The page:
Superyacht secrets 2
An owners’ personality is often reflected in their yacht, but even if you’re boating on a budget, you can still ‘bling it like a billionaire’, says Jake Kavanagh
Surprisingly affordable bright ideas from superyacht yards
Have you ever exchanged your Sikaflex deck sealant for 24-carat-gold sprinkled with diamonds? Or how about swapping that slightly faded print on the bulkhead for an original Dali? Or maybe you’ve opted for a crystal chandelier that cascades down your midships staircase, or commissioned a wooden sculpture that travels from your bilge right up to your sundeck?
If you have you’re probably a superyacht owner, and everything just listed has already been used in a new-build project. While the skipper tasked with maintaining the diamond- studded deck may have preferred the more dependable Sikaflex 290DC, some other bling I’ve seen has actually been very practical.
Last month, we looked at how you can borrow ideas from the world’s rapidly expanding fleet of 24m+ yachts to make your own vessel much more comfortable. These ideas ranged from extra-thick insulation against ambient noise and temperature to installing stabilisers to dampen down movement. The huge budgets for a new project (often-quoted as £1 million a metre) allow superyacht builders to create a vessel that is not only perfectly finished, but also luxuriously equipped.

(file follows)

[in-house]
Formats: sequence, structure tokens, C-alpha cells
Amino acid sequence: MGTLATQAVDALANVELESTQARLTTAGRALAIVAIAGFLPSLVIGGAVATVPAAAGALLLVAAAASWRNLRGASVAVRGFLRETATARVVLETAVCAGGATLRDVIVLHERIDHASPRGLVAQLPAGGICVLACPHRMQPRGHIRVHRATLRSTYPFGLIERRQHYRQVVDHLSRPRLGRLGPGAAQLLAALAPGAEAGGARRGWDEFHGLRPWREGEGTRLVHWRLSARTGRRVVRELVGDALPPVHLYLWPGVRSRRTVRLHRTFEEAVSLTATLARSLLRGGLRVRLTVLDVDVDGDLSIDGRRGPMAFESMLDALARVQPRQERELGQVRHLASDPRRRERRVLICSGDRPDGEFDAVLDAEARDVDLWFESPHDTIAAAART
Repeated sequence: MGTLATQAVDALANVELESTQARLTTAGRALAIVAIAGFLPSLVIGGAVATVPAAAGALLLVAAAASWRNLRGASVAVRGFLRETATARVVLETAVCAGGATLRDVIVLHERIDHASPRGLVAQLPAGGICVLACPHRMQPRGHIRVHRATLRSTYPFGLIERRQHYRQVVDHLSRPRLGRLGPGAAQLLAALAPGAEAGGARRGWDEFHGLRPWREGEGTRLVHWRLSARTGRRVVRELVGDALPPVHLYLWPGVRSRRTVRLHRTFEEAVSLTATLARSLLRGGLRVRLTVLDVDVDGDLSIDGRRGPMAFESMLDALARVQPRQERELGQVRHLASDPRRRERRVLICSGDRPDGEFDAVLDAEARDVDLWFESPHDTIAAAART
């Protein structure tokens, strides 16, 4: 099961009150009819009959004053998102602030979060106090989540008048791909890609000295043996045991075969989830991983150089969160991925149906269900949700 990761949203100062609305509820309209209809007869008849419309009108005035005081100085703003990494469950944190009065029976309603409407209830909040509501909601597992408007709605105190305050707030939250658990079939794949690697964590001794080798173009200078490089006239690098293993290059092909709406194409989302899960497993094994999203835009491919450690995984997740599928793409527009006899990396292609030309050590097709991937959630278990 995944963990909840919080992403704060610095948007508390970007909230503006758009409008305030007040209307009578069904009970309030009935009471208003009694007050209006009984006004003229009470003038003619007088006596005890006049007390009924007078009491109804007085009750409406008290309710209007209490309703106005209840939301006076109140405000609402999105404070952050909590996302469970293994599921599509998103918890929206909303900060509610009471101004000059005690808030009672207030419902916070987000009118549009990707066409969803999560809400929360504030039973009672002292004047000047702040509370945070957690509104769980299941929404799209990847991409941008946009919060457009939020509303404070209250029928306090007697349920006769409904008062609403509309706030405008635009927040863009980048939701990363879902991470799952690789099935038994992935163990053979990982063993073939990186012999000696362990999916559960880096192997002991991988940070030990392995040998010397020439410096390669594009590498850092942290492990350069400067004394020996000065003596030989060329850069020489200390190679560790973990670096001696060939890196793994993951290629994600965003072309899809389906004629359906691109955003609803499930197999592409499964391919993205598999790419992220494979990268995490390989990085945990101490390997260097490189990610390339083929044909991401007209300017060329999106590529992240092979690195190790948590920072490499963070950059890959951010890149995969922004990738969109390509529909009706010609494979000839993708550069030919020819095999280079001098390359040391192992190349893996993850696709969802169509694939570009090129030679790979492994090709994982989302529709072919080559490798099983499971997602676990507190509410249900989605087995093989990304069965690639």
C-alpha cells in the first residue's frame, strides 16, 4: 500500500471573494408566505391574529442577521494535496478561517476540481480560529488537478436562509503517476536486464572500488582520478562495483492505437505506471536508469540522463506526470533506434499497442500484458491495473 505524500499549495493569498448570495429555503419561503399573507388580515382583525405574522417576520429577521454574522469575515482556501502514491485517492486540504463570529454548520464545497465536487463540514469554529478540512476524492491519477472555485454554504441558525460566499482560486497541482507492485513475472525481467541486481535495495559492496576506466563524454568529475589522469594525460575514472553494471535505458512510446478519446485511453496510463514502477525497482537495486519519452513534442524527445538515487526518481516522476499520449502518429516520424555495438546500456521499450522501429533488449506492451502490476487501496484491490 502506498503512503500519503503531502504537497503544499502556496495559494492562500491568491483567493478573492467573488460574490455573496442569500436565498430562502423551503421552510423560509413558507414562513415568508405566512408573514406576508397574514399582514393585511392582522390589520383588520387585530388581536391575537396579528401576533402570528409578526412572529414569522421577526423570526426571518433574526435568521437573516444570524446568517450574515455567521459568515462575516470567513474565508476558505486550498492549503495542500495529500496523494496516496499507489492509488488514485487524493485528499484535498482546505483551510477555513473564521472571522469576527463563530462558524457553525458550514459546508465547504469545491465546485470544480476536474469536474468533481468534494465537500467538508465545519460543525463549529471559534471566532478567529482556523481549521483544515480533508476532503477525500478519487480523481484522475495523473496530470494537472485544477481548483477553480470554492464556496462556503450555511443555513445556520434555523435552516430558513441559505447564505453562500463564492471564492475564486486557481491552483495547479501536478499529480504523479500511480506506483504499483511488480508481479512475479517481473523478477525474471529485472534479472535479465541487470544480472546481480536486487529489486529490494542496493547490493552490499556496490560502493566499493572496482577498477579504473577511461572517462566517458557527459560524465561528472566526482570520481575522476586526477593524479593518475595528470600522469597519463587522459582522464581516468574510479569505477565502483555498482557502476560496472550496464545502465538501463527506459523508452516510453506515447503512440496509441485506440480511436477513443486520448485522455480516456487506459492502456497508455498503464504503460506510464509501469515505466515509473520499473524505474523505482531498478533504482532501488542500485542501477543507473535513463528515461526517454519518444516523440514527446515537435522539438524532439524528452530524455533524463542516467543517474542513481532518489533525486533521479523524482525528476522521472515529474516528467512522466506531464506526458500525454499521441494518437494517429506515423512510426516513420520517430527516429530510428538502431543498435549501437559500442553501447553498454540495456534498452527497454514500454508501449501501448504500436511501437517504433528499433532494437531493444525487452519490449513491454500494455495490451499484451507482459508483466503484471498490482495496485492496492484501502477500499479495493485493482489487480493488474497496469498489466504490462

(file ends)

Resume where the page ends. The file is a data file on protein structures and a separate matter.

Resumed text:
For the mega-rich, this is entirely expected as luxury comes as standard. However, the bit they really enjoy is stamping their personality on the project, either in the design itself (to the terror of the naval architects who have to get it certified) to the way the yacht is accessorised or painted. Because superyachts pack such massive fuel tanks, along with bristling top speed and huge desalination plants they have often been the first responders to international disasters, especially in the hurricane-hit Caribbean.
Here are some ideas that you can borrow to superfy your own boat, and you will find many of them surprisingly useful. And you can always add diamonds if you want...
During a night in the Med or Caribbean, you may well have seen a superyacht at anchor. Usually ablaze with light from top to bottom they are pretty hard to miss, and give the impression of ‘a glittering jewel afloat on a sea of luminescence’. Happily, you can achieve exactly the same affect with a Westerly Centaur or Rival 32. You need similar kit, but on a much smaller scale.
Huge advances in LED (light emitting diode) technology have resulted in compact, high-output lights that require very little energy, and which can be combined in clusters to give a palette colours. Indeed, this ‘colour-change’ ability has become a major selling point in marine lighting arrays, both above and below the waterline.
Enhancing (which sounds better that ‘blinging’) with light has therefore divided itself into three separate roles – exterior (including the rig), interior and underwater.
Superyacht owners usually like to make an impression, such as with this CRN-built yacht. The use of relatively inexpensive LEDs above and below the waterline has a big impact, but also some practical applications
Making a statement with light. This concept sketch for an Icon yacht features a fully-lit aquarium and encapsulated fountain. Lighting can be changed remotely. Can’t find your yacht? Use your phone to turn every deck light purple for a few minutes. Ah, there she is...